The X-1 actually had a conventional tail with elevators for pitching the nose up and down. However, at high speeds, a shockwave formed on the tail surfaces near the hinge for the elevators, rendering them useless. But the X-1 also had a system for raising and lowering the entire tail a few degrees to adjust the trim of the airplane in flight (to enable it to fly level). Yeager and the X-1 flight engineers proposed using this system instead of the elevators at high speeds to control the airplane. It worked and this lesson was secretly incorporated into American fighter planes at the time, giving the United States a technological edge over Soviet, French, and British aircraft for several years. Today, all supersonic aircraft use all-moving tail surfaces.
After the success of the X-1 program, the Air Force and NACA teamed up again to develop the second generation X-1, which was intended to fly at twice the speed of sound, or Mach 2. Four aircraft were planned. The X-1A had its first flight on July 24, 1951. It and its sister craft the X-1B established new speed records, eventually reaching a speed of Mach 2.44 (1,650 miles per hour) (2,655 kilometers per hour) and an altitude of 90,440 feet (27,566 meters).
The Bell X-1E soon followed these earlier aircraft with its first flight in December 1955. Although it did not achieve speeds or altitudes as high as the X-1A or X-1B, the X-1E proved that an extremely thin wing could be used on supersonic aircraft. This research led to the Lockheed F-104 Starfighter interceptor aircraft. (The X-1C was canceled before completion. The X-1D was destroyed before it could make its first powered flight.)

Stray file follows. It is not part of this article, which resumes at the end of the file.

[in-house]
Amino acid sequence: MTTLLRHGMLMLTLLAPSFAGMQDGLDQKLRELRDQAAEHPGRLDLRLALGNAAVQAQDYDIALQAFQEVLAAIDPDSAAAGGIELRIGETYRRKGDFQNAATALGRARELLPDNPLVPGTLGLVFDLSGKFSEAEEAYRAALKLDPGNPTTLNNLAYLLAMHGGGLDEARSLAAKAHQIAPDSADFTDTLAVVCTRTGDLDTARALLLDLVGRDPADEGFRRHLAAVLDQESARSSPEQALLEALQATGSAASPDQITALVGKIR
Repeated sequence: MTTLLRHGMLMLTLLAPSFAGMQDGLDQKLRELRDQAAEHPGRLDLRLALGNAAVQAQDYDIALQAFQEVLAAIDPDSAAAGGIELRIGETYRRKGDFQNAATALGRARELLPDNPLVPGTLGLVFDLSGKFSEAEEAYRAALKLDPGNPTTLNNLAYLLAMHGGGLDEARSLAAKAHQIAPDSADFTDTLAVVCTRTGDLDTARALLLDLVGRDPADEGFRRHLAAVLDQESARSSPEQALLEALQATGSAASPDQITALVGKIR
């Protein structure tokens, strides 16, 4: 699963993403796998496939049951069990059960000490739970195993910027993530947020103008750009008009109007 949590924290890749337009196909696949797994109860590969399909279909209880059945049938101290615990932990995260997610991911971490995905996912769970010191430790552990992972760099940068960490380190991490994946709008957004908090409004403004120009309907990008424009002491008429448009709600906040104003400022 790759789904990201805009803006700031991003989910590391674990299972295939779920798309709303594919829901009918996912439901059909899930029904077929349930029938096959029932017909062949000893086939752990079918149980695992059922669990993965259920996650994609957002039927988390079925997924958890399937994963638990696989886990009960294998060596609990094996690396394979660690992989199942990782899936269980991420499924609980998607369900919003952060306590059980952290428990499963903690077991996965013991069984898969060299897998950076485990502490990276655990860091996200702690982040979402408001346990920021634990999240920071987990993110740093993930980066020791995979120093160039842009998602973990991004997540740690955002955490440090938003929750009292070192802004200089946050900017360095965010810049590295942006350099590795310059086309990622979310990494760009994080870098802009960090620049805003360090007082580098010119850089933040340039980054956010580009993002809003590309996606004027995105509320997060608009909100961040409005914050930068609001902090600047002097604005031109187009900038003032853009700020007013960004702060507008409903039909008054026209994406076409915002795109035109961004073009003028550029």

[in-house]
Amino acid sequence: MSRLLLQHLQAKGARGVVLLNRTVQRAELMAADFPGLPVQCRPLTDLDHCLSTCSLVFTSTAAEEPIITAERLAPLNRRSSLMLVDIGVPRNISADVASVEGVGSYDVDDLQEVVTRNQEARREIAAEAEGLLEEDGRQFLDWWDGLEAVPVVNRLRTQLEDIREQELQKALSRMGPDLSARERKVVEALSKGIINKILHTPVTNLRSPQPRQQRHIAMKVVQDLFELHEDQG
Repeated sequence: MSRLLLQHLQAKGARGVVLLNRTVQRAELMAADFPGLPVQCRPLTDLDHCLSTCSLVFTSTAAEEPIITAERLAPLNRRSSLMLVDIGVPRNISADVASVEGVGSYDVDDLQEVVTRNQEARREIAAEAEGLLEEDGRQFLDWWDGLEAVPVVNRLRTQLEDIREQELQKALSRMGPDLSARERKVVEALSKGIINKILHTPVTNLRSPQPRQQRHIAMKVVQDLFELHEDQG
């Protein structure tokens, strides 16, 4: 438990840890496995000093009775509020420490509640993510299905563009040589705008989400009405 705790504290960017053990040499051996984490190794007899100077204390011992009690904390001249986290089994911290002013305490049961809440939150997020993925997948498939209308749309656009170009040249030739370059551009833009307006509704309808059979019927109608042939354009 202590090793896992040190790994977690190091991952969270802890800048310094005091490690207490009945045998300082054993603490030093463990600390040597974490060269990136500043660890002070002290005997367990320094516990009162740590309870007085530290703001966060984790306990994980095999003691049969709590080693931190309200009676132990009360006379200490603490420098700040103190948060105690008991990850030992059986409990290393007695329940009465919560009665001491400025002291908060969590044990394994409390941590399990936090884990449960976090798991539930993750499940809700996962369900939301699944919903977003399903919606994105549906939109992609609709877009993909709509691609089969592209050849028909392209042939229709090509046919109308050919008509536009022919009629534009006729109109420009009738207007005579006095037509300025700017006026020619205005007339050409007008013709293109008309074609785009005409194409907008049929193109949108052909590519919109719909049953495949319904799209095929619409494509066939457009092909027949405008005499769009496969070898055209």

In June 1952, the Bell X-2 had its first flight. The X-2 was equipped with a pointier nose and more powerful rocket engine than its predecessors. It was designed to reach speeds in excess of Mach 3 (2,094 miles per hour). At such high speeds, the friction from air brushing against the aircraft heats its skin to high temperatures. The X-2, therefore, had to be made of advanced lightweight heat-resistant steel alloy. The X-2 reached a record altitude of 125,907 feet (38,376 meters). Research on the X-2, including new construction techniques, contributed to the development of advanced materials for high-speed aircraft such as the XB-70 bomber and the SR-71 spyplane.
The Douglas X-3, which first flew in 1952, was not as successful as its predecessors. Unlike the earlier aircraft, it was not rocket-powered or dropped from the belly of a bomber, but instead took off from the ground like a conventional aircraft with jet engines. It had a short, thin wing that did not generate much lift except at high speeds. This meant that it did not lift off from the runway until it was traveling very fast, which caused its tires to overheat. As a result, several tire companies developed high temperature materials for aircraft tires.
Even the failure of an X-plane to achieve its goals was useful. The Northrop X-4, which flew from 1948 to 1953, proved that tailless aircraft were unsuitable for high-speed subsonic flight (under Mach 1). Other X-planes were developed to conduct various flight research. Some, such as the X-15, developed soon after the earlier X planes, were very successful whereas others demonstrated that certain technologies were essentially dead-ends
The X-planes that did fly were usually equipped with multiple recording instruments, some of which radioed their data to the ground. They often flew numerous flights, each one methodically advancing the flight envelope and providing insight into advanced aerodynamics, engines and materials.
Most X-planes have been developed by either the NACA or the National Aeronautics and Space Administration (NASA) in partnership with the military, usually the U.S. Air Force. Later on, the "X" designation was used in different ways. In one case, the designation was used to mislead people into thinking that a secret spyplane project (the X-16) was actually an experimental aircraft. In other cases, the X designation has been applied to early prototype versions of operational aircraft. But initially, the title "X-plane" indicated that an airplane was built solely to demonstrate and improve aviation technology.